'NOW DOES HE FEEL HIS SECRET MURDERS STICKING ON HIS HANDS....' ONE SHOT - A Tale from Paradise Heights: Chapter One
ONE SHOT, the latest instalment in Joe O’Byrne’s celebrated Paradise Heights cycle marks something of a new departure for him, albeit an entirely logical one. One of the things that has marked Joe’s approach from the first is a refusal to set limitations, to stick to one medium or one genre. Just as the various stories in the cycle blend social realism, noirish crime dramas, the supernatural, the metaphysical and the meta-fictional, so in addition to the core cycle of plays, there have been short films, a feature film, poems, short stories, songs, and performances which blend together some or all of these things, thus mirroring the manner in which the various narratives and characters cross over and cross reference one another, and creating a strong sense of an ongoing, fully-realised fictional world, beyond the confines of each individual Tale from the Heights.
ONE SHOT sees the world of Paradise Heights expanding again, establishing itself on yet another platform. O’Byrne has always claimed to have been influenced in his storytelling by graphic novels as much as by prose and plays and films and TV, and ONE SHOT marks his first experiment in working with the form. Intended as a prologue or prequel to the next play in the cycle, TORCH, it offers us a portrait of an increasingly unravelling and guilt-tormented Frank Morgan, the brutal crime lord who has a hand in everything bad going on in Paradise Heights.
The title is a play on words. The “One Shot” of the title refers to the one chance one has in life, and also in a more literal sense to a gunshot, the fall-out from which will upset the delicate balance of power in the Heights between the various crime bosses, and will wake up all of Frank Morgan’s buried demons. But a “One-Shot” is also the term used by comics publishers for an individual, one-off, self-contained issue of a particular title. This, O’Byrne seems to be telling us, is a “One-Shot”, too. A one-off experiment with a medium that he loves, and which has helped to shape his own creative imagination and storytelling voice. His creative process has been an unusual one, in that he has been sharing individual images via Facebook, calling for comments and suggestions, allowing friends, colleagues, admirers, the general public to watch the development of the piece as a work in progress. It’s a risky gambit. A first effort in a new medium, with every step in its evolution made public. But a courageous artist always takes risks. Joe O’Byrne is nothing if not courageous, and is never afraid to try new things.
At this stage, of course, I can only consider ONE SHOT as a work in progress. I cannot review it as a One-Shot graphic novel at all, but as “issue one” of a limited mini-series. I have no idea how many further “issues” there will be, nor how the story will develop - though I can hazard a guess based on my knowledge of the rest of the Paradise Heights cycle, and the mood of the piece thus far.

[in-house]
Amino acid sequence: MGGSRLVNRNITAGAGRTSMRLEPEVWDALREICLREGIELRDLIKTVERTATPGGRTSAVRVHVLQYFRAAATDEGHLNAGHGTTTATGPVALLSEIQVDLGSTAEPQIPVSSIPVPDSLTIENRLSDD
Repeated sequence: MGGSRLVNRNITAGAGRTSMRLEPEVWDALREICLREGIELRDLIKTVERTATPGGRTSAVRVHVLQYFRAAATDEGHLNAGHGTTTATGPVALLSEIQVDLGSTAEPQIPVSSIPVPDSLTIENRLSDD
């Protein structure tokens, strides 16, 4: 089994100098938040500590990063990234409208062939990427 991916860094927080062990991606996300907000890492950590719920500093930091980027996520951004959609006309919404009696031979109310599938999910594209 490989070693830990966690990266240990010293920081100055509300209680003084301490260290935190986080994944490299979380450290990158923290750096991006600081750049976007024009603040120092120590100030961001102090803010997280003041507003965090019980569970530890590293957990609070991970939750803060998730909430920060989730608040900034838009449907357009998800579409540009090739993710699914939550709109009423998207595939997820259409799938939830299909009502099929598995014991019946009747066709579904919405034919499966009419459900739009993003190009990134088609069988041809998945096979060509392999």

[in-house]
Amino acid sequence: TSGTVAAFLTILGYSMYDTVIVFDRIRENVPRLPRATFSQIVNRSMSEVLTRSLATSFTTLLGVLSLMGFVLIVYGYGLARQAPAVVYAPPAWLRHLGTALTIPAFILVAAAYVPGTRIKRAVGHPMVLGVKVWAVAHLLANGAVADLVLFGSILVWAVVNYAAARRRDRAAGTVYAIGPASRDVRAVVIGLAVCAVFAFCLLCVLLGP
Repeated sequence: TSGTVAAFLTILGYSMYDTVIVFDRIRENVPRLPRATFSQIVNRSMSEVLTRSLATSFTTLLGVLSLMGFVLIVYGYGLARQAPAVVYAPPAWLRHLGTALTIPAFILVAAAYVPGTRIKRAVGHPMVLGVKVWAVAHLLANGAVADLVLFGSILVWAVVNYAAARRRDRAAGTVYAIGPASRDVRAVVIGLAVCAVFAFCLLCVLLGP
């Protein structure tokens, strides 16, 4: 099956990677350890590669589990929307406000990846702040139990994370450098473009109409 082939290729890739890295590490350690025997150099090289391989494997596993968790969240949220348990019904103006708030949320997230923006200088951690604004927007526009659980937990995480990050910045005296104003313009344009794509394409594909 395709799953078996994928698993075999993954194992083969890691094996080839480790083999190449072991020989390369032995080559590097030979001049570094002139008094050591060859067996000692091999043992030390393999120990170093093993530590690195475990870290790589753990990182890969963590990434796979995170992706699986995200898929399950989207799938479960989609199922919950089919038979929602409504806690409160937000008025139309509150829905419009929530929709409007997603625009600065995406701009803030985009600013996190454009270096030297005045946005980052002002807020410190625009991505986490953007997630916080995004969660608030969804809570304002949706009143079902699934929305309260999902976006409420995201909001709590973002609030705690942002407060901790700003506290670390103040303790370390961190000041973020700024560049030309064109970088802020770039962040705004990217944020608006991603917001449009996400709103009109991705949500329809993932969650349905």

Does it work? Was the experiment worth the risk? Oh, hell, yes.
ONE SHOT is, as already stated, a piece focusing on Frank Morgan, and, it would seem, on the various ghosts and demons that stalk him. It’s a portrait of a violent, arrogant, bur increasingly tormented and isolated man; a man who dominates and looks down on the environment he inhabits; a king in his world, but one who increasingly fears for his crown. I am reminded of Frank Miller’s depiction of Wilson Fisk, The Kingpin, in his classic run on DAREDEVI, or Brian Azzarello’s portrayal of Lex Luthor - powerful men, with their fingers in every bad thing that makes money, who nevertheless cannot relax, cannot feel safe and secure, even for a moment, because they know their nemesis is out there waiting to destroy them. Morgan exists on a smaller scale, he dominates his environment, but is closer to it, too. He’s not really as far removed, as untouchable, as he’s always liked to think. There is no super-powered adversary to stand up to him, but there does not need to be. Like Richard III or Macbeth, his own guilty conscience is all the enemy he needs.
The tale is told in clipped, terse, expressive prose: hardboiled noir with a Salford accent. The stark, expressionistic art is a little crude in places, but bold and effective. Some of the layouts and storytelling techniques again recall the work of Frank Miller, but I am also reminded of Ho Che Anderson and in particular the early noir-tinged graphic novels of Brian Michael Bendis, back when he was still illustrating his own stories, rather than working with a separate artist. I always liked those early Bendis stories best. They are raw, pure storytelling, an unadulterated authorial voice, not filtered through the vision and interpretation of others, and thus have always seemed to me his most visceral, powerful, personal works. ONE SHOT thus far looks set to have many of the same qualities, which might be one reason O’Byrne opted to try his hand at the graphic novel form. Theatre and film are by their very nature collaborative art-forms, and over time, O’Byrne has surrounded himself with a loyal crew of talented creatives who have contributed much to the visualisation and realisation of his vision - indeed, there was a time when he was planning to collaborate with an artist on this project, or on one like it. But in the end he opted to go it alone. ONE SHOT is a one-off solo effort: Joe O’Byrne uncut and unfiltered.
And as you might expect, it’s strong stuff.
STEVE BALSHAW, as well as being a fountain of knowledge on graphic novels, runs the regular FILMONIK Film Events in Manchester, is the programmer for GRIMM FEST (GRIMM UP NORTH) and Salford Film Festivals, and is a regular actor and writer on the Manchester film scene.
All artwork by Joe O'Byrne